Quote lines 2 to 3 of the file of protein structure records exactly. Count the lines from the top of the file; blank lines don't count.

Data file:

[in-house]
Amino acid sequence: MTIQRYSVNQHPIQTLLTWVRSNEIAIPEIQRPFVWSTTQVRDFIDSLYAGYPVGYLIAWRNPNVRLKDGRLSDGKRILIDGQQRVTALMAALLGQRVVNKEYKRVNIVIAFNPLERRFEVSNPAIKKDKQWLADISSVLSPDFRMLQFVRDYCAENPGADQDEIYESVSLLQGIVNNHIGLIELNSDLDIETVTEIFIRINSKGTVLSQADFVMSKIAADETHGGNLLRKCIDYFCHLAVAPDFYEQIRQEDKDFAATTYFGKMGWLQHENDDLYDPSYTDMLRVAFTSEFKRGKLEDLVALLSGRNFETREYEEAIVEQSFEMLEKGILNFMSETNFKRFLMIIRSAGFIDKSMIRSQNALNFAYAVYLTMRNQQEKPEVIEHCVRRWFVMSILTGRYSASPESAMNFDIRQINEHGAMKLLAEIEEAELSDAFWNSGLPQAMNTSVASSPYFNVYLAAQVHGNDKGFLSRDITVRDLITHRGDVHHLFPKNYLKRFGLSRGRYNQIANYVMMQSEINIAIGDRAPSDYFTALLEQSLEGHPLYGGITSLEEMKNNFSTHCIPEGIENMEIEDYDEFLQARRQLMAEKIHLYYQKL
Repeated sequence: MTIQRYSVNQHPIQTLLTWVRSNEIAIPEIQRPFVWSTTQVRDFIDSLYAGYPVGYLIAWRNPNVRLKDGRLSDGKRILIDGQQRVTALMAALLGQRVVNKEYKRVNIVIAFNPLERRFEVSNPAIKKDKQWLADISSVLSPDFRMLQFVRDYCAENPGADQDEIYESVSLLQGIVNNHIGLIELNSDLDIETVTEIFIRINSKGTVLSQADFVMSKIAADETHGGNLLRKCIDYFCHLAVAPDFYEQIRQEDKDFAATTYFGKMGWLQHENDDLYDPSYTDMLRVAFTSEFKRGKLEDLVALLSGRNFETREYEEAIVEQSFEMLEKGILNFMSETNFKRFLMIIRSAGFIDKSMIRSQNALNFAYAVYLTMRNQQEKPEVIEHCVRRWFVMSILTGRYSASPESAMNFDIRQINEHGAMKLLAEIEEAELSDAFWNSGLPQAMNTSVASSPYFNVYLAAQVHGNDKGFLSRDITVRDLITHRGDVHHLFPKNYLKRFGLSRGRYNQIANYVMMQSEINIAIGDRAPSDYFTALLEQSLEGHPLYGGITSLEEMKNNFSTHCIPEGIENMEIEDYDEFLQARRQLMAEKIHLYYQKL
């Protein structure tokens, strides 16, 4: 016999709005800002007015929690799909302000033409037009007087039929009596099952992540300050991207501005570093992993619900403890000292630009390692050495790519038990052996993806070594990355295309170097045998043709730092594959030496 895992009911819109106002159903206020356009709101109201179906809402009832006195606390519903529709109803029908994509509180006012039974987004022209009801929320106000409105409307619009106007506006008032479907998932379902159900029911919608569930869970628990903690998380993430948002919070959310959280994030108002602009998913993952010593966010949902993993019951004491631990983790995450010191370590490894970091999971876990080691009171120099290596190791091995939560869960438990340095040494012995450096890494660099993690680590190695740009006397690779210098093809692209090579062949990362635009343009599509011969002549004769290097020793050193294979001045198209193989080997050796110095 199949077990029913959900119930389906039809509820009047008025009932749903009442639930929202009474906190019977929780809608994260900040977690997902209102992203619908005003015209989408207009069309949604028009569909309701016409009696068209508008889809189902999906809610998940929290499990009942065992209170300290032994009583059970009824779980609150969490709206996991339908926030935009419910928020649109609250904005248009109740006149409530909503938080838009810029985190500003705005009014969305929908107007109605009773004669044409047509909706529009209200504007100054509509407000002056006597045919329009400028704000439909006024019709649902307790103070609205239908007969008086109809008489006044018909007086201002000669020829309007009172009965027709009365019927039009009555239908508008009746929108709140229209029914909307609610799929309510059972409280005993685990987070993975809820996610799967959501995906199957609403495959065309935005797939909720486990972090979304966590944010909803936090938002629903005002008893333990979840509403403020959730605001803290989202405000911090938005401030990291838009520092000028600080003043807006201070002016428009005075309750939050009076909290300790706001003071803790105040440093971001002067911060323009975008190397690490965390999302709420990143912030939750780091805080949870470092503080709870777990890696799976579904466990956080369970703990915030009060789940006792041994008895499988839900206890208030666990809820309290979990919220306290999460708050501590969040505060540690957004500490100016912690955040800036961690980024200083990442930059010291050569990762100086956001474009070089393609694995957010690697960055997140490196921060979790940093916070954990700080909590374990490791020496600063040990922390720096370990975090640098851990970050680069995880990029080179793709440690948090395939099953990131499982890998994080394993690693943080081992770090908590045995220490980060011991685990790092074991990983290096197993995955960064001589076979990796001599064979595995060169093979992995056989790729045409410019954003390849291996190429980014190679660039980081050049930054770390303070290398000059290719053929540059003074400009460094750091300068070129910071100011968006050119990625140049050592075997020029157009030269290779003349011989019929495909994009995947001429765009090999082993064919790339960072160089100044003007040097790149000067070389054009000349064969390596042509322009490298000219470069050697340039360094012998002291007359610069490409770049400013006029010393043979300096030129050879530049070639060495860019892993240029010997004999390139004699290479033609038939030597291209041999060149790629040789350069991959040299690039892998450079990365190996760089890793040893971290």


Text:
Amino acid sequence: MTIQRYSVNQHPIQTLLTWVRSNEIAIPEIQRPFVWSTTQVRDFIDSLYAGYPVGYLIAWRNPNVRLKDGRLSDGKRILIDGQQRVTALMAALLGQRVVNKEYKRVNIVIAFNPLERRFEVSNPAIKKDKQWLADISSVLSPDFRMLQFVRDYCAENPGADQDEIYESVSLLQGIVNNHIGLIELNSDLDIETVTEIFIRINSKGTVLSQADFVMSKIAADETHGGNLLRKCIDYFCHLAVAPDFYEQIRQEDKDFAATTYFGKMGWLQHENDDLYDPSYTDMLRVAFTSEFKRGKLEDLVALLSGRNFETREYEEAIVEQSFEMLEKGILNFMSETNFKRFLMIIRSAGFIDKSMIRSQNALNFAYAVYLTMRNQQEKPEVIEHCVRRWFVMSILTGRYSASPESAMNFDIRQINEHGAMKLLAEIEEAELSDAFWNSGLPQAMNTSVASSPYFNVYLAAQVHGNDKGFLSRDITVRDLITHRGDVHHLFPKNYLKRFGLSRGRYNQIANYVMMQSEINIAIGDRAPSDYFTALLEQSLEGHPLYGGITSLEEMKNNFSTHCIPEGIENMEIEDYDEFLQARRQLMAEKIHLYYQKL
Repeated sequence: MTIQRYSVNQHPIQTLLTWVRSNEIAIPEIQRPFVWSTTQVRDFIDSLYAGYPVGYLIAWRNPNVRLKDGRLSDGKRILIDGQQRVTALMAALLGQRVVNKEYKRVNIVIAFNPLERRFEVSNPAIKKDKQWLADISSVLSPDFRMLQFVRDYCAENPGADQDEIYESVSLLQGIVNNHIGLIELNSDLDIETVTEIFIRINSKGTVLSQADFVMSKIAADETHGGNLLRKCIDYFCHLAVAPDFYEQIRQEDKDFAATTYFGKMGWLQHENDDLYDPSYTDMLRVAFTSEFKRGKLEDLVALLSGRNFETREYEEAIVEQSFEMLEKGILNFMSETNFKRFLMIIRSAGFIDKSMIRSQNALNFAYAVYLTMRNQQEKPEVIEHCVRRWFVMSILTGRYSASPESAMNFDIRQINEHGAMKLLAEIEEAELSDAFWNSGLPQAMNTSVASSPYFNVYLAAQVHGNDKGFLSRDITVRDLITHRGDVHHLFPKNYLKRFGLSRGRYNQIANYVMMQSEINIAIGDRAPSDYFTALLEQSLEGHPLYGGITSLEEMKNNFSTHCIPEGIENMEIEDYDEFLQARRQLMAEKIHLYYQKL